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02/18/2004: "What unity means"

I went to a dinner party on Friday with some friends from Church. Yesterday, one of the people from the party told me that I had said something profound and asked me if I could write it down for them. I don't know if it is profound or not, but if they think it is worthy of repeating, then it definitely belongs on the blog, since most of the stuff here isn't worthy of repetition.

As a precursor, we were talking about the Unity of Christianity. Someone had asked if Christ would be disappointed with us if He came down and saw how we were evangelizing (we were speaking of the churches that send out mailers or have banners that say things like: come and have FREE Crispy Cream donuts). I initially responded that I didn't think Christ would be overly disappointed in things like that, but that He would EXTREMELY disappointed in the lack of Unity in the Church (Protestants vs. Catholics vs. Orthodox vs. etc). Most agreed but one person asked, if the Church has ever been unified. Hasn't there always been conflict in the Church? That's were my supposedly profound statement comes in:

I think we often misunderstand what Unity means. Unity is not about always being exactly of the same mind. Unity is about refusing to walk away and be disunified. It's like a marriage. Is every day of a marriage a continual argument-free bliss-filled existence? Of course not! What makes a marriage continue to succeed is not the lack of disagreements, but the refusal to walk away from the table. We insist on coming back even when we are hurt or feel like walking away. A marriage ends when we finally walk away.

The same is true of our faith life and of the Unity of The Church. We are unified when we insist on being the One Body of Christ. This doesn't mean we won't disagree. What it means is that we keep coming back to the table to be Unified. An example of this insistence is from the Acts of the Apostles. When St. Paul is unhappy with the teachings of St. Peter and the others in Jerusalem regarding circumcision, he walks half way across the Roman Empire to discuss the matter and come to resolution. It would have been far easier for Paul to disregard the community in Jerusalem. His communities were thriving and would eventually become the backbone of the Catholic Church. But he was unwilling to walk away. He insisted on being unified and he was willing to go to extreme lengths to ensure that Unity be the cornerstone of the Christian Faith.

That's the end of the purportedly profound statement. After taking the time to write it down, I have one further thing to add: May God have mercy on all of us, Catholic, Protestant and Orthodox, who have walked away from the table. May His guidance bring us back into full communion with one another to become One Holy catholic and Apostolic Church.

Replies: 1 Comment

Paul :

I am a Protestant and I remember being surprised when I asked a Catholic friend what Catholics believed "made a Chrtstian." He pointed to the wall in his cube at work to the Nicean (sp?) creed that he had hanging on his wall. All he said was "That." I will never forget that, because it forever changed my view of Catholics. I realized at that point that there may be theological differences between the two of us, but we are still "brothers in Christ."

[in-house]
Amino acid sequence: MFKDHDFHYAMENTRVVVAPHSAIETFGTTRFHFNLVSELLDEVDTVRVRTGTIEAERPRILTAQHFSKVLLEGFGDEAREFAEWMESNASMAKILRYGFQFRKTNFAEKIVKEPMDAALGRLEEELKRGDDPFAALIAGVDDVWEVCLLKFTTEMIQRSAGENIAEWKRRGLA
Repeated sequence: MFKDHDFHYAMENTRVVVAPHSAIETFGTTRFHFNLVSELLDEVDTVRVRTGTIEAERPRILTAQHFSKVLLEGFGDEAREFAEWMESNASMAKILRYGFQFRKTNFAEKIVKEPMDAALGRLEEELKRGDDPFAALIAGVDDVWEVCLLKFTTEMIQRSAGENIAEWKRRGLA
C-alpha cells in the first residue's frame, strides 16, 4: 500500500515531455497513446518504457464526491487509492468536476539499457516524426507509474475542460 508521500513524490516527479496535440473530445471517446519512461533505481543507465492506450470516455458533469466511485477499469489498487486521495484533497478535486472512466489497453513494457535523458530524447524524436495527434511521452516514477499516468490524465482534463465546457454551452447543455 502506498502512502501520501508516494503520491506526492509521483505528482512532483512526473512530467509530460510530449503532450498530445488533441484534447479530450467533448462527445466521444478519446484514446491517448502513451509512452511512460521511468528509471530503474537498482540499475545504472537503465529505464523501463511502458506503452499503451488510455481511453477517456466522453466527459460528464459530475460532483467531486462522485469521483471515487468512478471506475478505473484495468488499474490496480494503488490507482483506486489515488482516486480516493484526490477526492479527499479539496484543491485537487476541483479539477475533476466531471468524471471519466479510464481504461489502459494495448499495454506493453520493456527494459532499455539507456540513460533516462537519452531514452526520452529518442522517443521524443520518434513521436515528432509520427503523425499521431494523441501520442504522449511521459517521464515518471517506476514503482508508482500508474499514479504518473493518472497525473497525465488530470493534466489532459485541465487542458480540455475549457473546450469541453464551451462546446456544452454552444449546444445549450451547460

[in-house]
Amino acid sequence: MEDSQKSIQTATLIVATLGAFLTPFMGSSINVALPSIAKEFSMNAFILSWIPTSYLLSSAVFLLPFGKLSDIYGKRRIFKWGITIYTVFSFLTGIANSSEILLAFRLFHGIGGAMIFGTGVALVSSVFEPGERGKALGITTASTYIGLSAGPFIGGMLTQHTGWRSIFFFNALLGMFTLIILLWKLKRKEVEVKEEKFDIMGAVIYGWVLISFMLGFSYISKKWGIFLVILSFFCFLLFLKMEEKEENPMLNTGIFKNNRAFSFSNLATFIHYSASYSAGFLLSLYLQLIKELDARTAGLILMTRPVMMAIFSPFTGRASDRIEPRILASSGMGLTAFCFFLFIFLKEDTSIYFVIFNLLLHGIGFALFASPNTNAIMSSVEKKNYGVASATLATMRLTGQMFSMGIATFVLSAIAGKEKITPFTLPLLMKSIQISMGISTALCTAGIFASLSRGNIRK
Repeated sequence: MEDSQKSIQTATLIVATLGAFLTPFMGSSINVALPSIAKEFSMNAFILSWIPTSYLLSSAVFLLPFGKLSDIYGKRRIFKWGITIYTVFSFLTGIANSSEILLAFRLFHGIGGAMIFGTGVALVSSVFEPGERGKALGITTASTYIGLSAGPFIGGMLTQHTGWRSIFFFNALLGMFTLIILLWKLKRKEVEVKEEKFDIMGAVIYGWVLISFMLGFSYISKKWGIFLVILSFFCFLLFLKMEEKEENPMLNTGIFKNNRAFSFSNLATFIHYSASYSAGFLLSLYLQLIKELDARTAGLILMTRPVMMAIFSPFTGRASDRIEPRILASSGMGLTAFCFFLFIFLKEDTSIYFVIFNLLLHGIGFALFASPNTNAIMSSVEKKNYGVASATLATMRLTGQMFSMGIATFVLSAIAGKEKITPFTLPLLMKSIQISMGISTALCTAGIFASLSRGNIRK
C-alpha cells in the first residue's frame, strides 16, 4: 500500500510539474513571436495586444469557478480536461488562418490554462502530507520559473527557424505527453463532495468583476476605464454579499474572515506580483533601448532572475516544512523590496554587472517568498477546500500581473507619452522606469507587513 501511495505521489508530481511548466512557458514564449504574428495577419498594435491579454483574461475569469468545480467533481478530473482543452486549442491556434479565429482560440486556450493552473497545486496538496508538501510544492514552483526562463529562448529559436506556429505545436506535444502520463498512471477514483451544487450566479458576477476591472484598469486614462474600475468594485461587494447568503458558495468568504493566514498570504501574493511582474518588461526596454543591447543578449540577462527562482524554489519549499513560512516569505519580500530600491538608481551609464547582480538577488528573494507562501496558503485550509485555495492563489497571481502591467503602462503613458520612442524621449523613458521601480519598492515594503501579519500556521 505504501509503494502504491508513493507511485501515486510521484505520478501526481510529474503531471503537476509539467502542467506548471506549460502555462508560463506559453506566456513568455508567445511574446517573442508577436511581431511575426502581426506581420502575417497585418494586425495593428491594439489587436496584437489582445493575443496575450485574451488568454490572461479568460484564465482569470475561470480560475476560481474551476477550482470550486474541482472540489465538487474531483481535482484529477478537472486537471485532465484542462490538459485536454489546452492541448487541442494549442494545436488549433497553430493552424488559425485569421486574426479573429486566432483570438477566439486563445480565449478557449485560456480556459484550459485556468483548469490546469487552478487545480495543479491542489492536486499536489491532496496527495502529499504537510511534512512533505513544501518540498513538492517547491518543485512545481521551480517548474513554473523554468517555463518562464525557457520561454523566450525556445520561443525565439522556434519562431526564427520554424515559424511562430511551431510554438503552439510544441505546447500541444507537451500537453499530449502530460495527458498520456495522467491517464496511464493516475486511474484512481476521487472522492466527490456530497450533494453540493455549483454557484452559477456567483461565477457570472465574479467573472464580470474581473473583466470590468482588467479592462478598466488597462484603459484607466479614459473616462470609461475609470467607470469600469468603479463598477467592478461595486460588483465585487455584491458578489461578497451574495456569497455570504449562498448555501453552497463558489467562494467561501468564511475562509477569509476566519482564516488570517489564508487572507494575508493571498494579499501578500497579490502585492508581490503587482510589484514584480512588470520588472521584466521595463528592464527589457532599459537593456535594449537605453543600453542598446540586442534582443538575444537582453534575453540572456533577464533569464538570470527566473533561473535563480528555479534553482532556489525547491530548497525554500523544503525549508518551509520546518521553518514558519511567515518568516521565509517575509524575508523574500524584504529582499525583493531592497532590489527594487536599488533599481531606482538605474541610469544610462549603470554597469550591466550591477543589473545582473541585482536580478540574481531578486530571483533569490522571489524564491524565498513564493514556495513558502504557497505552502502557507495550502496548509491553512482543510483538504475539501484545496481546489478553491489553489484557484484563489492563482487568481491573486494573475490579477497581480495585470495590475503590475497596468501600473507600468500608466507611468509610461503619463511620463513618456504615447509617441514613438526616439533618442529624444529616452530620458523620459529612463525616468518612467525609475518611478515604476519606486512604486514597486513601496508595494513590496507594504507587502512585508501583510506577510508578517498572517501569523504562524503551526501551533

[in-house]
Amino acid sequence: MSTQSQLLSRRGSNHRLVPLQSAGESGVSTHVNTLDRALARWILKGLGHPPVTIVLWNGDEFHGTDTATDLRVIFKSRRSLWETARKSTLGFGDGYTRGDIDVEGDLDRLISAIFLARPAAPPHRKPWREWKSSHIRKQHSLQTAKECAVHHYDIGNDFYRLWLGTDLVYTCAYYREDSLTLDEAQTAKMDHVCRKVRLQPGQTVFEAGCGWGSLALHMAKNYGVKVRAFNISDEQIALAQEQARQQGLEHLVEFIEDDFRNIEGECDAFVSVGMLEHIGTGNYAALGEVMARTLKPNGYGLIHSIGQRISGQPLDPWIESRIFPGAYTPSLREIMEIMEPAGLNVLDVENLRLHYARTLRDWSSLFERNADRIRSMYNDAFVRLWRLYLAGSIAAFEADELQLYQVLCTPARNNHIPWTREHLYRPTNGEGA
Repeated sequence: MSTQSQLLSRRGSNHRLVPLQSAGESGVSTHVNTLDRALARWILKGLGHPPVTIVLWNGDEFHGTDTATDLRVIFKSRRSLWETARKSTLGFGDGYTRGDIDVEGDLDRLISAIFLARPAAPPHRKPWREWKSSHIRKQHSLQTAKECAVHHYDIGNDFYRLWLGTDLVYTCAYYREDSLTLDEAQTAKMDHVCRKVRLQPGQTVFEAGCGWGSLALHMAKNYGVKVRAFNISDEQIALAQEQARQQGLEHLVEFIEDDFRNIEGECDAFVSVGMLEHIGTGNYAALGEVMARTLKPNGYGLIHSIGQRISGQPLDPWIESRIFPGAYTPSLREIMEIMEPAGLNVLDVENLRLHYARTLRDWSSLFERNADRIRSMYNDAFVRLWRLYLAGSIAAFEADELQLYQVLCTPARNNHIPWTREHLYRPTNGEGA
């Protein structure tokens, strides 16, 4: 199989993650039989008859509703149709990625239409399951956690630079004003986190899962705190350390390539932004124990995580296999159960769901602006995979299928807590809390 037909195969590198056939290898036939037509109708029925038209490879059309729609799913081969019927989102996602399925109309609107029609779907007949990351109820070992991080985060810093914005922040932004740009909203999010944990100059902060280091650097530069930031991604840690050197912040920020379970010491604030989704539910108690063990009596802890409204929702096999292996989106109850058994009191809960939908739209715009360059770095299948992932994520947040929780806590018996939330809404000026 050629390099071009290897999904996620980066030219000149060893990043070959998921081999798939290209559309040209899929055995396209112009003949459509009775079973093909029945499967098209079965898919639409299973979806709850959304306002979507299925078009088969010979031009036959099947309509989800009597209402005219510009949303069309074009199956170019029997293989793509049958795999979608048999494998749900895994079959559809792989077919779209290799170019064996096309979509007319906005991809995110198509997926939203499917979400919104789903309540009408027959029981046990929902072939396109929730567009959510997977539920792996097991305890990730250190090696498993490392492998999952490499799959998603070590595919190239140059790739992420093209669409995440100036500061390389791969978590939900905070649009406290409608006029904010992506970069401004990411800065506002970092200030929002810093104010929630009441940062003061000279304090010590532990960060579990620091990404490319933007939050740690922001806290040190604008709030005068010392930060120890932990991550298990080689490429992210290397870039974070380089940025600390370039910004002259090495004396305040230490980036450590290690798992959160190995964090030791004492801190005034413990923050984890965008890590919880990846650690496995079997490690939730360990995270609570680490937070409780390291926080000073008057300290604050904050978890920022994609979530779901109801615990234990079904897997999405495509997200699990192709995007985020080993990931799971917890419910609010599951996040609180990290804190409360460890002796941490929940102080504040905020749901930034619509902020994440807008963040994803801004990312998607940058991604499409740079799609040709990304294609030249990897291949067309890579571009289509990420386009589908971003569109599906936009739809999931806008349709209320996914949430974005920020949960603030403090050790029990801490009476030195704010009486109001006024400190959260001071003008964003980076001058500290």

Since that time, my friendship with this man has grown immensly. I have begun to see into the heart of the Catholic church and what it really strives to do. Sometimes, throughout history, it gets things wrong, but no more than my own particular flavor of Christianity gets things wrong. But, its not about being right all the time, its about striving to be conformed to the image of Christ.

My wife has had a more difficult time accepting Catholics as Christians. This particular friend hasn't been an issue, but more the general case. This is in large part, I believe, due to her several years of childhood spent in Southern Germany. Being Catholic there (according to my wife and in-laws) is more like being a Republican or Democrat is here. As such, it is a cultural thing, not an issue of the heart. BUT, America has the same issue with its Protestant mindset. While in college, I asked a friend if he was a Christian. He responded by saying "Of course, I'm American." I was so blown away by that response, that I didn't even know what to say. I was literally speechless.

Because of these cultural stuggles, where if the Religion is so ingrained into the society that one thinks that one is a Chrsitian because "I am American" I find myself beginning to think that all of these moral issues coming up recently aren't such a bad thing. The fire is starting to get turned up, and soon, some "Christians" whether Protestant or Catholic, will begin jumping out of the pot. I am of the belief that more of them will be Protestant simply for the fact that the Catholic church doesn't bend its morality depending on the direction of the wind; You can, however find a Protestant church that is pastored by a lesbian couple (as my Uncles "church" is), or any other vitcim of the moral war.

I think that was longer than the original post,

02.18.04 @ 11:45 AM PST


Other blogs I read:
Jimmy Akin
Crowhill's blog
Amy Welborn's 'open book' blog
Secondhand Smoke-Wesley Smith
Envoy Encore
Dale Price's blog
Mark Shea (On sabatical)

The Church I participate in:
Official Vatican Site
US Conference of Bishops
Sacramento Diocese
SS Peter and Paul Parish

Good Catholic Websites:
NewAdvent-Encyclopedia, Bible, Etc.
Zenit Catholic News
EWTN: Catholic TV and radio
Mass times for US travelers

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